Characterised by its clean streets, boulevards lined with green palms, and countless hilltop views, Kigali is becoming more and more vibrant with each passing day. By Leah Feiger



As Rwanda draws increasing international attention for gorilla trekking and burgeoning luxury travel, its capital city’s arts and culture scene is also on the move.

Enter Kurema, Kureba, Kwiga, a Rwandan social enterprise that focuses on how street art can create positive social change. Credited with countless murals around the city, Kurema is an integral part of Kigali’s artistic identity.

Mural about clean water and living | Courtesy of Kurema Kureba Kwiga

Founded by Judith Kaine in 2013, Kurema, Kureba, Kwiga takes art out of galleries and into the streets of Rwanda. Contemporary Rwandan artists and community members are brought together by Kurema through public street art to share stories, encourage dialogue, and promote creativity. Vivid murals adorn walls in most of the city’s neighbourhoods as well as many of Rwanda’s provinces, where they often impart social messages crafted by Kurema artists and residents.

Kurema, Kureba, Kwiga literally means ‘to create, to see, to learn’ in Kinyarwanda – and that’s exactly what they do. By promoting creativity through art and community collaboration, Kurema’s work has become known throughout Rwanda as a meaningful and exciting form of expression.

Discussing her initial impetus for starting Kurema, Kaine recalls, “when I first moved here, I was taken aback by the absence of public art in the city itself. After some time, I had the opportunity to meet different artists and people working in the creative sector, and was surprised to find out that a lot of that art work was primarily for the consumption of tourists in Kigali, as opposed to the people living in this country.”

Street scenes | Courtesy of Kurema Kureba Kwiga

For Kaine, it was really about democratising access to art. She says “creating a new community and public context for people to engage in colour and creativity was the initial reason for starting Kurema.”

Her work has since expanded to address social issues faced by Rwandans today. Acknowledging art as an important medium to reach and influence new audiences, Kurema has worked on projects and public murals in Kigali that promote education for girls, fight against the use of drugs, encourage clean water access, and highlight the importance of protecting the environment.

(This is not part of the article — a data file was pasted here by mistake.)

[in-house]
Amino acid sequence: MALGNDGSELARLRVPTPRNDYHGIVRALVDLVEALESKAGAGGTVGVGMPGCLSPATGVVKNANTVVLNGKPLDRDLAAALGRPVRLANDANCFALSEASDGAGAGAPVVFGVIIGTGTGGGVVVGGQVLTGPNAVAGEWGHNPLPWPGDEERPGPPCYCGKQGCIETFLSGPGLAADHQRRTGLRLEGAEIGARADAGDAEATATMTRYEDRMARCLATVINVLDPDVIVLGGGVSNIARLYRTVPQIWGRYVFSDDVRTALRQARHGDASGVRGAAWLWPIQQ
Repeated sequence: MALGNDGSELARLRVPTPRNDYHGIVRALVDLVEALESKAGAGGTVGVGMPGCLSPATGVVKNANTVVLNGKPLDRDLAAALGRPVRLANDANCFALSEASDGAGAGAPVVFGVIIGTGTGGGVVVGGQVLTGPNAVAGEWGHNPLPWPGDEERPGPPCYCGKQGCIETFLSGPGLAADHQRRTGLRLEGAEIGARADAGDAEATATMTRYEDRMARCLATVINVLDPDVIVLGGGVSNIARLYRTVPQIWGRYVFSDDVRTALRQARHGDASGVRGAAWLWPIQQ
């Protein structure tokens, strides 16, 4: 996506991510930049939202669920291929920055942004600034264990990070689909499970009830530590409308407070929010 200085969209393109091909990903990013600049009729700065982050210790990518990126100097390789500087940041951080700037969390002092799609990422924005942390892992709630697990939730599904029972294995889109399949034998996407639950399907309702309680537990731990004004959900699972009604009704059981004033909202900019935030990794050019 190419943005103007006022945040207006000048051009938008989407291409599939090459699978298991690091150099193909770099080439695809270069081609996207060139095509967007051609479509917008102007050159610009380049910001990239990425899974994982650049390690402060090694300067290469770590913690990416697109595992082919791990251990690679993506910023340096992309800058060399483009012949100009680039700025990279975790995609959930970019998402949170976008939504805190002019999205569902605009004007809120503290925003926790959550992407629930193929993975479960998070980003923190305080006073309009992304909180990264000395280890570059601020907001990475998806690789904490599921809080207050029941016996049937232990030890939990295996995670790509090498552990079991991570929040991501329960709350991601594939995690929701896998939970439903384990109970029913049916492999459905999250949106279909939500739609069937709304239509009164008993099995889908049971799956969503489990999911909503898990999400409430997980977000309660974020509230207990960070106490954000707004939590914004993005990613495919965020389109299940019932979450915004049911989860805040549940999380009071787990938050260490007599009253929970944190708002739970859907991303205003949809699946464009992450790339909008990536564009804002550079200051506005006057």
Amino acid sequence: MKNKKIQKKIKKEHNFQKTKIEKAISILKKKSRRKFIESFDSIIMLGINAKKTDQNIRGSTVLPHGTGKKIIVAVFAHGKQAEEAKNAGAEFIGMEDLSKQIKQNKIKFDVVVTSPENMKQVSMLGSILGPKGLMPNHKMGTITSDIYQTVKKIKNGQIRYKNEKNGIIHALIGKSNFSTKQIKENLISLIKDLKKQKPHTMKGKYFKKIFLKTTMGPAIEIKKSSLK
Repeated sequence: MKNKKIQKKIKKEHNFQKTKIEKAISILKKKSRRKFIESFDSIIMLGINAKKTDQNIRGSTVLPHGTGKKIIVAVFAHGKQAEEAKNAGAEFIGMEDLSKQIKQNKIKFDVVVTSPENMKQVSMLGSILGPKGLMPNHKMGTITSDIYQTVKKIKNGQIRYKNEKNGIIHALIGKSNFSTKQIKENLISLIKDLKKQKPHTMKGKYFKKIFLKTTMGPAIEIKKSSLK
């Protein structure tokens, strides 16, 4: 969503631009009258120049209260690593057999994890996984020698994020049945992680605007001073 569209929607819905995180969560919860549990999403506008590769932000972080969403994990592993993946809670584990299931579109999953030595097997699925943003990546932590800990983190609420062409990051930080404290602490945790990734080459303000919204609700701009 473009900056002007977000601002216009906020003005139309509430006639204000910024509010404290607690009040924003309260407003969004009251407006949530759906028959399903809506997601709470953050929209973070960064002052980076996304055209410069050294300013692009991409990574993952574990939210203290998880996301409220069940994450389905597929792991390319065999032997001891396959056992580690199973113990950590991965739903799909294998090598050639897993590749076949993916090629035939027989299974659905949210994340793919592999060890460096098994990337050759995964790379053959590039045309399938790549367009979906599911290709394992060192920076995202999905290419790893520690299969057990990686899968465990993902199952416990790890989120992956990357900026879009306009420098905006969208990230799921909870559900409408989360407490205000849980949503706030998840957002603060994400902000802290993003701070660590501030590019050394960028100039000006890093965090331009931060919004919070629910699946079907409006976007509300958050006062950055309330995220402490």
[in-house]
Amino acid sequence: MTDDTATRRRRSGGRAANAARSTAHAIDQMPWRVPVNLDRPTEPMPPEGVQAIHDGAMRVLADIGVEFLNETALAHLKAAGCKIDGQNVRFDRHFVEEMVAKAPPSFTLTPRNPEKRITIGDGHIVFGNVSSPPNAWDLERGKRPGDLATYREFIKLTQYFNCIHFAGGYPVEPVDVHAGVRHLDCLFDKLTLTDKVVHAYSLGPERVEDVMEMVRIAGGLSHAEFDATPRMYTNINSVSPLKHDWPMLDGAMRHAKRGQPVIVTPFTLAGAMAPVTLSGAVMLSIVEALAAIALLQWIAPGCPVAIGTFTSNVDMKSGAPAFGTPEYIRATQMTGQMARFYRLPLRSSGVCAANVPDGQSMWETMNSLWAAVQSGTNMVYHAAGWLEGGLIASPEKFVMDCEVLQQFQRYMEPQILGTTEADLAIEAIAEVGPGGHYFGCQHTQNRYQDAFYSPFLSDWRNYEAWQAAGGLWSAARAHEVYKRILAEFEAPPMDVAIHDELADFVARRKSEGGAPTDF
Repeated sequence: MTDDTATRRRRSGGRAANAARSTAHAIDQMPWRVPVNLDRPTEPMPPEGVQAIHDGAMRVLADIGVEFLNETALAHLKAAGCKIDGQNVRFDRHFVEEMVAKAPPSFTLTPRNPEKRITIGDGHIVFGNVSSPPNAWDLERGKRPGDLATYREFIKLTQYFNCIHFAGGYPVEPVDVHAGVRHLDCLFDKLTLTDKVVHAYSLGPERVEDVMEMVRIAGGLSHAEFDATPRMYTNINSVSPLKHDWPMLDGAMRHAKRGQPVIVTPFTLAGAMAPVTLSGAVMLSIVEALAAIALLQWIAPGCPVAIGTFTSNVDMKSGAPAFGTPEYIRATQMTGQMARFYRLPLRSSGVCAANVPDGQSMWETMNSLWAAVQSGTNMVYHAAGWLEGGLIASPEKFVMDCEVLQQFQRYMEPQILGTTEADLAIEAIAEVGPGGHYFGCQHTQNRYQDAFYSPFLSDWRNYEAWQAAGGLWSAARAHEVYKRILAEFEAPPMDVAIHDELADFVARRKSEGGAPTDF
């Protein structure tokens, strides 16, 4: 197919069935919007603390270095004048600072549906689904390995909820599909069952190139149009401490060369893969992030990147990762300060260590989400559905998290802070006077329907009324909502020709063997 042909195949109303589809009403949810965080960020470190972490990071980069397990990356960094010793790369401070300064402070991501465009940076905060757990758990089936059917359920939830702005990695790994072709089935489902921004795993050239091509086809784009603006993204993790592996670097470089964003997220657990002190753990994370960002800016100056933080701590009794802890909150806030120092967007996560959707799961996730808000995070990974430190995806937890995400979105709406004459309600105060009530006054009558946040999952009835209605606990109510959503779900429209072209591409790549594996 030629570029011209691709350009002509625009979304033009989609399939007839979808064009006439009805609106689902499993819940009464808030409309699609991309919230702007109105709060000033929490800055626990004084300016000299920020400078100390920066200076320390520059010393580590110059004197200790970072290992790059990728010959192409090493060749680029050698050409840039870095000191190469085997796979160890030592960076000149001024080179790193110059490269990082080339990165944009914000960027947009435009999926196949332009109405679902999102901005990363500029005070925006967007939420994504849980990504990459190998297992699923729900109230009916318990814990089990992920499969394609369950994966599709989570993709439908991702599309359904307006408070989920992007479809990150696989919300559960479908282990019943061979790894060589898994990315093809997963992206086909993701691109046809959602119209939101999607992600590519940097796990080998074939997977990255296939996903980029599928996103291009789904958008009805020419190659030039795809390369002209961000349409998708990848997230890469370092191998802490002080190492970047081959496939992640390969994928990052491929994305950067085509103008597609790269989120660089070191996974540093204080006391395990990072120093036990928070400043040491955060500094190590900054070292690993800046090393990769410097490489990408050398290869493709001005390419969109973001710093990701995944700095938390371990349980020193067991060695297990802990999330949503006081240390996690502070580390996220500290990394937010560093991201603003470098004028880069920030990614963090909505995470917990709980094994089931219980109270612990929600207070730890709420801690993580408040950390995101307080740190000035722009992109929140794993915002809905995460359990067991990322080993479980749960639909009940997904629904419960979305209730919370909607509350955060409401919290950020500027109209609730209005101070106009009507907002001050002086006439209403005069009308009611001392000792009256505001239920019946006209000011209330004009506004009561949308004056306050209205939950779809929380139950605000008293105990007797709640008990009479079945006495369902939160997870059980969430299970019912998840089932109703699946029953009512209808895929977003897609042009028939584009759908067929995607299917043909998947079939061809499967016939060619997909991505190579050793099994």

Kurema’s first project, the Positive Living Campaign, focused on fighting HIV stigma and included eight murals across Rwanda, from the bustling neighbourhood of Remera in Kigali to the university town of Butare.

The murals were created with the intent of giving voice to the voiceless and highlighting an issue which was rarely discussed in public. The project was considered to be a rousing success, and since then, Kurema has continued to partner with the Rwandan government and work alongside visiting artists, NGOs, and commercial businesses. In addition to their now famous murals, Kurema also hosts workshops, artist talks, and exhibits to promote the integration of art and activism.

ROA paints at Volcanoes National Park Headquarters | Courtesy of Chris Schwagga / Kurema Kureba Kwiga

As the organisation continues to grow, Kurema’s creative process is adaptable and the murals are all site specific. “Everything we do is project by project,” Kaine adds, “that sometimes means working with new artists and partners, or agreeing to work with particular artists because of their existing experience.”

Recently, a world-renowned and anonymous street artist named ROA visited Rwanda through a partnership with Kurema, the Belgian Embassy, and the Rwandan Development Board. As ROA’s work is primarily focused on animal conservation, the public murals created during that collaboration followed along the same vein.

ROA’s elephant shrew mural in Nyamirambo | Courtesy of Chris Schwagga / Kurema Kureba Kwiga

Kurema’s work, in spite of their growing success, remains entirely grassroots and community-oriented. “It’s a labour of love. We scour walls, try to build interest, and generate appeal so that people want to work with us. Sometimes,” Kaine laughs. “People think we want wall space to advertise things. That just takes a conversation to help communicate that art has intrinsic value, and once we get started, the dialogue and narrative typically changes and people become much more excited and interested.”